Bird-class patrol vessel
|Length:||37.7 m (124 ft)|
|Beam:||7.2 m (24 ft)|
|Draught:||2 m (6 ft 7 in)|
|Propulsion:||2 × Paxman 16YJCM diesel engines driving through ZF marine gearboxes|
|Range:||2,000 nmi (3,700 km)|
|Complement:||4 officers, 19 ratings|
|Armour:||Welded steel hull with aluminium superstructure|
|Notes:||Also fitted with 2 × Gemini boats|
The class was designed for patrol and fishery protection tasks in coastal and inshore territorial waters. The first of the class were delivered some 18 months late, and the rest approximately two years late.
The first four vessels of the class were ordered in late 1972 and commissioned between 1975 and 1977, with the final ship being commissioned in 1983 after a conversion by Fairmile Marine. They were built by Richard Dunston for £1.1m each, and were designed for service in the Inshore Division of the Fishery Protection Squadron. The class was closely related to the Royal Air Force Marine Branch Seal class long-range recovery boats.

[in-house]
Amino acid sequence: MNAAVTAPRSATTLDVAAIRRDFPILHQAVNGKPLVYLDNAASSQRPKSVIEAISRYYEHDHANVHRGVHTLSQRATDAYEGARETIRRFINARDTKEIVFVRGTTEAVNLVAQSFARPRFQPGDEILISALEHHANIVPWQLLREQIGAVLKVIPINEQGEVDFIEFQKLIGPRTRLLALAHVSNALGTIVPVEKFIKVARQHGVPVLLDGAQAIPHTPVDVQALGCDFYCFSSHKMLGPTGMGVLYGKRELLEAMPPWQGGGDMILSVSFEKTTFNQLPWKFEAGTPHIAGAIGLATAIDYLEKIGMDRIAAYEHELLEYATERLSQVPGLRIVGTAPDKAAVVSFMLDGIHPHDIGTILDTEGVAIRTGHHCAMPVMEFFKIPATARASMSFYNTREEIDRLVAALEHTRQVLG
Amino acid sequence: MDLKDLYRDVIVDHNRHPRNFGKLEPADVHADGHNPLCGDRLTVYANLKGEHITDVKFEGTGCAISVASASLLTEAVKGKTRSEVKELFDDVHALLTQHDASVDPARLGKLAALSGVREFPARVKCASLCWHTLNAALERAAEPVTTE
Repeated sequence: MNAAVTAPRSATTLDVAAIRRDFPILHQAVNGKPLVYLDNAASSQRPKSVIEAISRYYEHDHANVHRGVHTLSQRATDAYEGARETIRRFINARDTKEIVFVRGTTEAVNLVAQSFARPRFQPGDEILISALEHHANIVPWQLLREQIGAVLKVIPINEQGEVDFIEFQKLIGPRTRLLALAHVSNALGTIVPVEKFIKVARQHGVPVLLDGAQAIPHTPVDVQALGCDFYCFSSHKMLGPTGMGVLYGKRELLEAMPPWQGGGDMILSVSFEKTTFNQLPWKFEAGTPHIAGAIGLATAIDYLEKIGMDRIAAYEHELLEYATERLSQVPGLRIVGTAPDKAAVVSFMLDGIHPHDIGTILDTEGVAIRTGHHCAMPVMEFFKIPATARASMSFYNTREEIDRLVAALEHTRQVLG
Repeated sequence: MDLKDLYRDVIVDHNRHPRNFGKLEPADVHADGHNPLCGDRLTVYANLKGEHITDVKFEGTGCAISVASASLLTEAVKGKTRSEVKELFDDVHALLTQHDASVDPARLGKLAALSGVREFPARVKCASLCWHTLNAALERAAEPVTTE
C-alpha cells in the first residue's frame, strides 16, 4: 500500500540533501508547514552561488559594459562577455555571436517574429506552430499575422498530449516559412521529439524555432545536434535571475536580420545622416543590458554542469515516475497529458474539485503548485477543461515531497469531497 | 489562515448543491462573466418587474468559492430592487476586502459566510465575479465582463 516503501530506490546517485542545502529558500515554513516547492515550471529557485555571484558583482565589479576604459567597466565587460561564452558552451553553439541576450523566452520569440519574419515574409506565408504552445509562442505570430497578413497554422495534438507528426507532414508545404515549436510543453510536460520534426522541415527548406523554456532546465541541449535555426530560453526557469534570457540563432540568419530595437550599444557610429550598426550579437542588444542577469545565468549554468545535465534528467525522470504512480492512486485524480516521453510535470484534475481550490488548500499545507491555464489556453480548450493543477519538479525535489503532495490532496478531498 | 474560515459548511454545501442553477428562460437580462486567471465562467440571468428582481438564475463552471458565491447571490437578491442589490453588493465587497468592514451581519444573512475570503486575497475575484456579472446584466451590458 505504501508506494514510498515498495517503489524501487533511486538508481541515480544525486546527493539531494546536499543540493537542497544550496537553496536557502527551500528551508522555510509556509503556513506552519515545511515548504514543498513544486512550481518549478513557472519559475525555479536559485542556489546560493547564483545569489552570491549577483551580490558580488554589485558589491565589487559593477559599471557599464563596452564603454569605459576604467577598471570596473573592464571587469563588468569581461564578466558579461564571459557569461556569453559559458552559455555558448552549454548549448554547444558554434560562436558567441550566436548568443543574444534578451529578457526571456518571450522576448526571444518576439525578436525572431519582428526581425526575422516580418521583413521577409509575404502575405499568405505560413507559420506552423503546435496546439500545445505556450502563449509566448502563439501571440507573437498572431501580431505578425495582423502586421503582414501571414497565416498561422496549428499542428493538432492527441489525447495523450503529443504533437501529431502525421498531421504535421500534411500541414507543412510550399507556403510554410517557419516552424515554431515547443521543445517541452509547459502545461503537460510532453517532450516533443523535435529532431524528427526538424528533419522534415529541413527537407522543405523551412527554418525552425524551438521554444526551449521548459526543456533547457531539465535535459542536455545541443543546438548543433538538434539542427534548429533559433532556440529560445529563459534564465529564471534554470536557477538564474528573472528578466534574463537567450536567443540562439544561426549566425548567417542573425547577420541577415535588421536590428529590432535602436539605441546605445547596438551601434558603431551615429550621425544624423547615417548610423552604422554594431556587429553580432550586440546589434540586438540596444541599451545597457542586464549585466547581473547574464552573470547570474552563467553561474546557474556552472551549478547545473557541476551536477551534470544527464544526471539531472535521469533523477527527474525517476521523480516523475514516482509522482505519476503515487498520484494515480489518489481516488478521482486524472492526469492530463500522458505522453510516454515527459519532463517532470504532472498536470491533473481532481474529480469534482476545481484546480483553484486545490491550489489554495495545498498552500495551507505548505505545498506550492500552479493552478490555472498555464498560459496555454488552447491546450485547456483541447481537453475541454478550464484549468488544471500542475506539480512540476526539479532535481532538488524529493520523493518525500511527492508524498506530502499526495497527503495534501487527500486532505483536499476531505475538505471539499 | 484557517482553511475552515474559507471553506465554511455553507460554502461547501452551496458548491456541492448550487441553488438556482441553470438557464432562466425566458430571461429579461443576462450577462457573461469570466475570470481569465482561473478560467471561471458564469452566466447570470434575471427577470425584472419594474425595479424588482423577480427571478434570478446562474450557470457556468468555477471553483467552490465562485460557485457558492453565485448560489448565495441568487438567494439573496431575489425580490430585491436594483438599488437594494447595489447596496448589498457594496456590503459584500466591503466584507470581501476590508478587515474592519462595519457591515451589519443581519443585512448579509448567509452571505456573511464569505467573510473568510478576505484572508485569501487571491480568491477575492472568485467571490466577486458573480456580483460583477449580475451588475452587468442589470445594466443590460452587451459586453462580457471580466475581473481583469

The vessels had poor seakeeping qualities and the design was therefore considered unsuccessful. As a result, Peterel and Sandpiper were employed as training tenders for the Royal Naval Reserve and never undertook an operational patrol. After a decision was made on their future, they were fitted with an enclosed bridge and assigned to Britannia Royal Naval College for training duties. Kingfisher, Redpole and Cygnet were assigned to Northern Ireland Squadron to replace the older Ton class minesweepers.
The vessels are now privately owned, Cygnet in the UK, Redpole in the USA and Sandpiper in the Netherlands.
- House of Commons Deb, 21 May 1976 c731W
- House of Lords Deb, 16 March 1976 c211WA
- Olver, Jeremy (10 February 2001). "Bird Class Large Patrol Boats". Archived from the original on 21 June 2007. Retrieved 7 October 2010.
- House of Commons Deb, 19 June 1978 c38
- Ripley, Tim and Chappel, Mike (1993). Security forces in Northern Ireland (1969–92). Osprey, p. 30. ISBN 0-340-71737-8